The NHS is dehumanising women

Why is so much ‘trans inclusive’ language so misogynistic and objectifying?

Raquel Rosario Sanchez

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Topics Feminism Identity Politics UK

Healthcare staff in Sussex in the UK have been encouraged to find alternatives to female-specific words when caring for pregnant women. According to the Daily Mail, Brighton and Sussex University Hospital NHS Trust has advised midwives and obstetricians that ‘some individuals may have preferred terminology for their anatomy’, and that staff should act accordingly.

The guidelines add that maternity care has typically been designed as a ‘women-only service’, which may not serve the needs of ‘trans’ and ‘non-binary’ individuals who identify as neither male nor female.

So, instead of a female-specific term such as ‘breast milk’, staff are being encouraged to refer to ‘human milk’ or ‘chest milk’. The trust also recommends finding other words for ‘breasts’, ‘cervix’, ‘clitoris’, ‘labia’, ‘vulva’ and ‘uterus’.

This is absurd. Why would anyone giving birth not want midwives to use words like ‘uterus’ or ‘cervix’? Regardless of how a person feels about their gender, cervix and uterus are anatomically correct terms. They refer to body parts that are central to the process of giving birth. Demanding that midwives avoid using female-specific words is akin to asking engineers to avoid using words specific to construction. It is like asking lawyers to avoid referring to the law.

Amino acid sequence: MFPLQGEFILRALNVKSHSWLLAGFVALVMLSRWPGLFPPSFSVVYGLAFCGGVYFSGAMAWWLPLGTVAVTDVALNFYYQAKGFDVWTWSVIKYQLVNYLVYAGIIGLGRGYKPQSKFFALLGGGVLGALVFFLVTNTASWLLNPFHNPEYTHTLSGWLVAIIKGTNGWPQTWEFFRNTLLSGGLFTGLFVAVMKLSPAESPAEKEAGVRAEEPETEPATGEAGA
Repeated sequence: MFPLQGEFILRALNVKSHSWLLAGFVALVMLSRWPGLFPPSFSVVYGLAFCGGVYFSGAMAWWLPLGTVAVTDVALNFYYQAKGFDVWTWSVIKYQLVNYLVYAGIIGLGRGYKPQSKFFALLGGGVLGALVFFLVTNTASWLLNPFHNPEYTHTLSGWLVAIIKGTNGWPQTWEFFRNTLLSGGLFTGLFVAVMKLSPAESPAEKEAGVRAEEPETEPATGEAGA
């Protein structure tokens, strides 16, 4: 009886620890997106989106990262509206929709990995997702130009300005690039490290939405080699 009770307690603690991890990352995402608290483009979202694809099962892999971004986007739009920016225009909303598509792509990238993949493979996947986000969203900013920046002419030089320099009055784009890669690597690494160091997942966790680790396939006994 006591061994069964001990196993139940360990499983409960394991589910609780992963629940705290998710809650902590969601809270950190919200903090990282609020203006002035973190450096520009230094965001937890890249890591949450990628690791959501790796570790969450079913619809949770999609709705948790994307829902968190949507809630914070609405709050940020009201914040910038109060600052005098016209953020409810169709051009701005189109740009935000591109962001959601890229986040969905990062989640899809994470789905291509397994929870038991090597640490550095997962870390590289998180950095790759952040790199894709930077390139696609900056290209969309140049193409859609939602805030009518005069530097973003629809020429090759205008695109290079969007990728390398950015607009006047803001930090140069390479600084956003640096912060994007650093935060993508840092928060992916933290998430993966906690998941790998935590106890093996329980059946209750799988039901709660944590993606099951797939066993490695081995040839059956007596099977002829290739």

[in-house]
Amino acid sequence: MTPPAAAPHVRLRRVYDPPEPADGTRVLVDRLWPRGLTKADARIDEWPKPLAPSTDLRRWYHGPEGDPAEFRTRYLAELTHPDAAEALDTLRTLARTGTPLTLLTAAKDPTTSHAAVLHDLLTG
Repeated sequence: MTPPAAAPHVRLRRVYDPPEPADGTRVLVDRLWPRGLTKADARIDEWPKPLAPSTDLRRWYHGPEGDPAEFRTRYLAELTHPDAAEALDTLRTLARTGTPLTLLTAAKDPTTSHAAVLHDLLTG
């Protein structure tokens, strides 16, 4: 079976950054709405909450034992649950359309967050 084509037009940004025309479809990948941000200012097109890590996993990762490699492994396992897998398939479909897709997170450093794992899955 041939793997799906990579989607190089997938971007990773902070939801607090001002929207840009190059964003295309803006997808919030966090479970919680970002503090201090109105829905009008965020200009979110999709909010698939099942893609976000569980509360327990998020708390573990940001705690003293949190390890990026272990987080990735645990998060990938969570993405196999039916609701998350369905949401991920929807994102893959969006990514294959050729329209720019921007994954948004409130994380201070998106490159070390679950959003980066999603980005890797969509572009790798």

Most insultingly, the trust suggests that healthcare professionals replace the word ‘vagina’ with another term, such as ‘front hole’ or ‘genital opening’. This is not just absurd, it is also scientifically incorrect. The vagina, strictly speaking, is the ‘middle hole’.The front hole is effectively a urethral opening for urine. We women do not give birth out of our front holes – we pee from them. Does the NHS not know this?

More importantly, referring to women’s bodies in terms of holes is thoroughly dehumanising. For a medical institution to legitimise terminology like ‘front hole’ reduces women’s bodies to orifices. Yet the NHS expects women to put up with such debasement in the name of trans rights.

Midwives are not to blame here. One told the Daily Mail that many of them are unhappy with the proposals, ‘but because of the climate at the hospital they dare not say anything’. The responsibility for these absurd, anti-women proposals lies with NHS managers. Instead of standing up to trans activists hell-bent on the erasure of womanhood, they have bowed down before them.

No doubt the Sussex NHS Trust thinks it is being inclusive by talking about ‘chest milk’ and ‘front holes’, but it is not. It is dismissing the reality of women’s bodies. The NHS needs to be reminded that women’s bodies matter.

Raquel Rosario Sanchez is a writer, campaigner and researcher from the Dominican Republic.

Picture by: Getty.

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